Sometimes Diagnosis Is Simple
Throughout my more than 30 years as a plant pathologist, I have been asked many times to talk or write about diagnosing diseases. This is always challenging and often rather frustrating. The most recent request was made for the February 2009 SAF Pest Management Conference in San Jose, Calif. I decided to try to discuss only things that a grower could expect to diagnose, including several diseases and definitions of important symptoms characteristics. Because diagnosis is so visual, we decided to use pictures more than writing.
Diagnose by Sight
There are several common and important diseases that can be diagnosed by the naked eye or with a magnifier of some type, including gray mold (Botrytis), white mold (Sclerotinia), anthracnose (Colletotrichum and Phyllosticta, to name just a couple), Fusarium, Myrothecium, powdery mildew (Erysiphe, Oidium and Sphaerotheca), downy mildew (Bremia, Peronospora and Plasmopara) and rust (Phragmidium, Puccinia and Uromyces). Table 1 summarizes the specific characteristics of each disease. The diseases that can be easily identified are those that make fungal structures like spores that form in mass under normal growing conditions. The types of disease are only those caused by certain foliar fungi. Neither root nor bacterial diseases can be identified by sight alone; while you may get an idea about the cause of a structure like a gall, you cannot be sure of the cause without isolating the pathogen in a lab. Root diseases all look very similar, and the prevalence of mixed infections is common and will only be obvious with a lab identification or failure to achieve control.
It is also critical to be able to determine whether the foliar damage you are seeing might be due to a phytotoxic response or a pathogen like a fungus or bacterium. Table 2 summarizes the “typical” characteristics of each problem.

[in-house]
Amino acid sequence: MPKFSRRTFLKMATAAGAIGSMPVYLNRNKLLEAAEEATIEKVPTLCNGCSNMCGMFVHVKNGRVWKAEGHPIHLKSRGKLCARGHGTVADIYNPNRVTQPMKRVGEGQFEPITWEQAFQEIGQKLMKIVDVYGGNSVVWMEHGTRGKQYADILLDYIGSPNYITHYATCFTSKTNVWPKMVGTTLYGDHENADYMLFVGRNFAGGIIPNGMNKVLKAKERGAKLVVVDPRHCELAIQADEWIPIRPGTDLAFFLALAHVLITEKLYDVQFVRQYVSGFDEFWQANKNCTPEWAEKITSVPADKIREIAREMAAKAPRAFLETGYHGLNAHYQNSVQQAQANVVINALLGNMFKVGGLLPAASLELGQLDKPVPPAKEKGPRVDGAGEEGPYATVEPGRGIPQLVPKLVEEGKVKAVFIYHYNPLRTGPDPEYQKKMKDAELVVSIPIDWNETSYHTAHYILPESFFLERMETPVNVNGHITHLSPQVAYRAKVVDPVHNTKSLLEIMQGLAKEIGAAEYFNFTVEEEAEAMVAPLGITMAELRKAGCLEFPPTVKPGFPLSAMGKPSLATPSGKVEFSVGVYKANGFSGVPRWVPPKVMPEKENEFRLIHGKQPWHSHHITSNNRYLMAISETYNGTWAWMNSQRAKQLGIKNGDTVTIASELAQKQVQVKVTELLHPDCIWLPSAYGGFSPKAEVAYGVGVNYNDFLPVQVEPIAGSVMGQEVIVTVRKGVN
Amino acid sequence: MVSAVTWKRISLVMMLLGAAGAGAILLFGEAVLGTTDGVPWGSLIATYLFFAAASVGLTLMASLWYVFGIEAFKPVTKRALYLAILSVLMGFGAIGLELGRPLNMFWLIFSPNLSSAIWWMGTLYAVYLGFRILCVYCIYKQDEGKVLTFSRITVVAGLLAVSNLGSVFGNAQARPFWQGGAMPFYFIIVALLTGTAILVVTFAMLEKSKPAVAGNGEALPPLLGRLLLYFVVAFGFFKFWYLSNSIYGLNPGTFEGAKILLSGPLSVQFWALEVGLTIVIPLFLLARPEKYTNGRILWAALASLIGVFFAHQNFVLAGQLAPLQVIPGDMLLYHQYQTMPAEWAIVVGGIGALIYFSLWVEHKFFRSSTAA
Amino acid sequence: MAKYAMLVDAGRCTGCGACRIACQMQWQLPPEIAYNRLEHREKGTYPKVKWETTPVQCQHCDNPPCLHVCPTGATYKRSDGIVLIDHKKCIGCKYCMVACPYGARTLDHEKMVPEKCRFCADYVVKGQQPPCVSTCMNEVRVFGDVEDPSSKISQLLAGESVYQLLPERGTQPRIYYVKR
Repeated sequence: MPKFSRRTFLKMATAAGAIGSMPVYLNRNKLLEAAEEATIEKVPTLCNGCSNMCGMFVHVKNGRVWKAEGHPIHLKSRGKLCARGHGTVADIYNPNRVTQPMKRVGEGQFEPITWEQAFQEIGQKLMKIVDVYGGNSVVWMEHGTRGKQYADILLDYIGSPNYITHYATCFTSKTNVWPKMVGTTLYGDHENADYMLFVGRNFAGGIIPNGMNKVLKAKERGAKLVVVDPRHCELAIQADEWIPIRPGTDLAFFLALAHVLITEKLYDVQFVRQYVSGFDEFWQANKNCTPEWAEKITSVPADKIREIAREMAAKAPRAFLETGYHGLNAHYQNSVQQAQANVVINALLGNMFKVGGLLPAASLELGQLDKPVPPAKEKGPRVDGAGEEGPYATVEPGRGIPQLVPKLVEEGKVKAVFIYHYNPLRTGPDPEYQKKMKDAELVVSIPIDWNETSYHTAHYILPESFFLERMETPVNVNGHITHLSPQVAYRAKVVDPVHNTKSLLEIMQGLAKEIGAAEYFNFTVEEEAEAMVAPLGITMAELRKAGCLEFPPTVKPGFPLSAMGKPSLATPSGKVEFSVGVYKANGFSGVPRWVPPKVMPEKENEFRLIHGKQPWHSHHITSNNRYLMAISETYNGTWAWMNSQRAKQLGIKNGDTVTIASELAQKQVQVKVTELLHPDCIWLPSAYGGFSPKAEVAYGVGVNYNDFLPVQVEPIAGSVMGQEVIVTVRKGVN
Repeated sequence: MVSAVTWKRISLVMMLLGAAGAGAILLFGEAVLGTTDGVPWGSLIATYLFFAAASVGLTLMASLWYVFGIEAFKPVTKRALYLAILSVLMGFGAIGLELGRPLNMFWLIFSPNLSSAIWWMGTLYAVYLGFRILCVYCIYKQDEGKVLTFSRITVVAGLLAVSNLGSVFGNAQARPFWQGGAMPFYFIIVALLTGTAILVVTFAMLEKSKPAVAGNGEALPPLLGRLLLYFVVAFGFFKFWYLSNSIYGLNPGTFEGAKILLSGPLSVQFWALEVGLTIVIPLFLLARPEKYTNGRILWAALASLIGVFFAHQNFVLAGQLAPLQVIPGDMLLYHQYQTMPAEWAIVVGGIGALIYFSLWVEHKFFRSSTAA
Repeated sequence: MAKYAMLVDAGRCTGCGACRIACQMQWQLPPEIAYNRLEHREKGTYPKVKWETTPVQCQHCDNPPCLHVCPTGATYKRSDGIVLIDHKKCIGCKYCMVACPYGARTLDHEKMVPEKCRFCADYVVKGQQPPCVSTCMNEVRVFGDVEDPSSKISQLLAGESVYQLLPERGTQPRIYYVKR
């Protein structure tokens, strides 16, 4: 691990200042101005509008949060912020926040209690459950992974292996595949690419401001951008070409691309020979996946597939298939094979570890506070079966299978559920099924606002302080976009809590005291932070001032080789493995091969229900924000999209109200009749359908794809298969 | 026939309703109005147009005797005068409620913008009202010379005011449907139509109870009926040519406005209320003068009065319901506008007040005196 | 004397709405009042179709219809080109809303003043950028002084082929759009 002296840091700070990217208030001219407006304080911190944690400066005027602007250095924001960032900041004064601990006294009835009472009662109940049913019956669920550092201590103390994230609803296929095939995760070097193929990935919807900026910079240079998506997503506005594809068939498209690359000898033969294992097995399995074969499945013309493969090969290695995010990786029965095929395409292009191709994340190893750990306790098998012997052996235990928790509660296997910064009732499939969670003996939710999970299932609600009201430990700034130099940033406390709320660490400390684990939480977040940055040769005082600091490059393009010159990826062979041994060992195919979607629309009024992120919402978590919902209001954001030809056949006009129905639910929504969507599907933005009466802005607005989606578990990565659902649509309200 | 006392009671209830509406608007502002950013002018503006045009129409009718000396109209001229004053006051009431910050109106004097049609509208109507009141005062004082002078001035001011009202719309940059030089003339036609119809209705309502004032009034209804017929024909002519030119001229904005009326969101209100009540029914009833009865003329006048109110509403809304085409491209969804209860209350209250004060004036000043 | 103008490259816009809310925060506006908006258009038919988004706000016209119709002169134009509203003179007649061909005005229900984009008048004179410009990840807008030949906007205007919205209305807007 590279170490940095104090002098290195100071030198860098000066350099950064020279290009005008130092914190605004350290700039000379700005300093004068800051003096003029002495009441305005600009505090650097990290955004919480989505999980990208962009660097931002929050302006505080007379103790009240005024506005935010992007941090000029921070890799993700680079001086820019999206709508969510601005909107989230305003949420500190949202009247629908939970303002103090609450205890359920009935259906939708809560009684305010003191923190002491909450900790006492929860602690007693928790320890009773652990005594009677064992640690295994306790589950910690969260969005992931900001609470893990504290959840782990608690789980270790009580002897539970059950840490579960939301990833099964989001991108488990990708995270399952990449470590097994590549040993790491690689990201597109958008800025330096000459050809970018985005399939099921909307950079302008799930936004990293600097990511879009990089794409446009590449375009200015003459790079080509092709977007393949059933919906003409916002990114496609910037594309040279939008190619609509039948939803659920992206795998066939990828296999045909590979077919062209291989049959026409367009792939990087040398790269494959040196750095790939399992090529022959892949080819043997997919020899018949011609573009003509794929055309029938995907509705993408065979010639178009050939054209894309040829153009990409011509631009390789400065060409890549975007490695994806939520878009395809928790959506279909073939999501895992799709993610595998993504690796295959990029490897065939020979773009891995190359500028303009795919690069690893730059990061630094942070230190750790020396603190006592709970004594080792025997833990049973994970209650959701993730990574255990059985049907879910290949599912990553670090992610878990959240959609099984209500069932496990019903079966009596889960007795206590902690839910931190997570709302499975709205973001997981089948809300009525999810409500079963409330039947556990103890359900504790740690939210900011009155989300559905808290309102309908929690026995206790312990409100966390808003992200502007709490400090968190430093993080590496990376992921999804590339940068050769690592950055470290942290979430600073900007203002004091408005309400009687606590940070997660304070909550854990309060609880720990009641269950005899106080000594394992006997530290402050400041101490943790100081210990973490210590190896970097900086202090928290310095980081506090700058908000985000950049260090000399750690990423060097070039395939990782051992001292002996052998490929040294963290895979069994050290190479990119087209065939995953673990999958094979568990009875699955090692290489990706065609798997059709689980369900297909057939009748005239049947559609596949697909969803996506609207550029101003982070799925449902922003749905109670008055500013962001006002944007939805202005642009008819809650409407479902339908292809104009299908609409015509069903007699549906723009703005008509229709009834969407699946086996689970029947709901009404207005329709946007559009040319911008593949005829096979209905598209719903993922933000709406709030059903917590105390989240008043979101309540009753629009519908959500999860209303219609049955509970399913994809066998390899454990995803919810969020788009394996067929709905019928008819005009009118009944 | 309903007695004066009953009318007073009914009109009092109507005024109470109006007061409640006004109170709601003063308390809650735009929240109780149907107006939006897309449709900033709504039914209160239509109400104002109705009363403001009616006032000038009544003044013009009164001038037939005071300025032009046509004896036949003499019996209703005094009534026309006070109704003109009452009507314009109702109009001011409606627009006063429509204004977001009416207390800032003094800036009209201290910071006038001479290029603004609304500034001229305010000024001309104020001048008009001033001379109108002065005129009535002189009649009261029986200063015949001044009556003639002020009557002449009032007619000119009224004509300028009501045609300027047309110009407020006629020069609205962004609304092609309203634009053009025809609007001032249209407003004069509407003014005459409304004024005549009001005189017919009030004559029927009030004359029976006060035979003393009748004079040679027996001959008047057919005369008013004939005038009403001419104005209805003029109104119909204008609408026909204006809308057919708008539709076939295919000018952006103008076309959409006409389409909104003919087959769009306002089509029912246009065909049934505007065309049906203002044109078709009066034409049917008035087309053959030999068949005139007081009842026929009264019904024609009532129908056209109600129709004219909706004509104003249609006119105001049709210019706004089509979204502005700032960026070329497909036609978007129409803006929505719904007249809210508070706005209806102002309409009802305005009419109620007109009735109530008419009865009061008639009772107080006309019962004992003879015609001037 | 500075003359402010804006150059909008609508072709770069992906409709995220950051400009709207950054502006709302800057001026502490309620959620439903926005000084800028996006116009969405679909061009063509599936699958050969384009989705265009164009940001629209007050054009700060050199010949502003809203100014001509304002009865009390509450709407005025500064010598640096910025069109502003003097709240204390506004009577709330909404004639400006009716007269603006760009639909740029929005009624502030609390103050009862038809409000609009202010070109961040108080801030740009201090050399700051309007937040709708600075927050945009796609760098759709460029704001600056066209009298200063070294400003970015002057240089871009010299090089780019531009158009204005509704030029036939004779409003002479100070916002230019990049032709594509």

Remember: There are exceptions to these generalizations. If you can narrow down the possibilities, you can avoid prolonging the damage or choosing an inappropriate control strategy. To do this, you must understand the descriptions of symptom types. The specific characteristics I look for include whether the spots are water-soaked (more common for bacteria), the color of the spot itself and whether it has a colorful margin (unlikely for phytotoxicity) and if the spot shows disintegration (common with Erwinia). I also check for the shape of the spot (between veins) if the spots start on the leaf edges. Both are more common for bacterial pathogens than fungal pathogens. The formation of various-size spots in the centers of leaves indicates a fungal disease is more likely than bacterial or phytotoxicity. If the spots have sharp or discrete margins or concentric rings (target or bull’s-eye), that also tells me something about their possible causes. Phytotoxicity spots often have sharp edges while fungal diseases may have diffuse margins. It is also far more likely for a spot that has concentric rings to be caused by a fungus than a bacterium or phytotoxicity since only the fungi respond to light and dark cycles with growth rings.
Be cautious with your diagnoses and remember that mistakes cost quite a bit in lost time, use of expensive — and perhaps inappropriate — fungicides and the potential for phytotoxicity. It is always better to obtain a diagnosis from a professional lab than to guess.